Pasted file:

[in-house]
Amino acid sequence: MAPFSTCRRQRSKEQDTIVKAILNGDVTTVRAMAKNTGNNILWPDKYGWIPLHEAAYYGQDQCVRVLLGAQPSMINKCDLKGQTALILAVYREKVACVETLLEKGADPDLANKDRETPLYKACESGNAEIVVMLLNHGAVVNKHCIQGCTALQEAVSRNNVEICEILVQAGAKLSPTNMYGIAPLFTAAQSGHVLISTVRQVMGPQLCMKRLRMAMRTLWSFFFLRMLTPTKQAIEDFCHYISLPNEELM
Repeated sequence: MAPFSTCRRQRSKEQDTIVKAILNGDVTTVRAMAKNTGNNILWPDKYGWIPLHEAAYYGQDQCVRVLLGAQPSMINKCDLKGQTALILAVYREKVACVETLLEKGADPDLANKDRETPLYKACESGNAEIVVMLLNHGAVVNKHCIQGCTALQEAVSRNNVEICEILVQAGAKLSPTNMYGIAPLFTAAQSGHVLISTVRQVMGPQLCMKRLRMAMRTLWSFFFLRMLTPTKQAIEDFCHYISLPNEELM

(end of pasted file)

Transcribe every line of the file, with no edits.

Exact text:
[in-house]
Amino acid sequence: MAPFSTCRRQRSKEQDTIVKAILNGDVTTVRAMAKNTGNNILWPDKYGWIPLHEAAYYGQDQCVRVLLGAQPSMINKCDLKGQTALILAVYREKVACVETLLEKGADPDLANKDRETPLYKACESGNAEIVVMLLNHGAVVNKHCIQGCTALQEAVSRNNVEICEILVQAGAKLSPTNMYGIAPLFTAAQSGHVLISTVRQVMGPQLCMKRLRMAMRTLWSFFFLRMLTPTKQAIEDFCHYISLPNEELM
Repeated sequence: MAPFSTCRRQRSKEQDTIVKAILNGDVTTVRAMAKNTGNNILWPDKYGWIPLHEAAYYGQDQCVRVLLGAQPSMINKCDLKGQTALILAVYREKVACVETLLEKGADPDLANKDRETPLYKACESGNAEIVVMLLNHGAVVNKHCIQGCTALQEAVSRNNVEICEILVQAGAKLSPTNMYGIAPLFTAAQSGHVLISTVRQVMGPQLCMKRLRMAMRTLWSFFFLRMLTPTKQAIEDFCHYISLPNEELM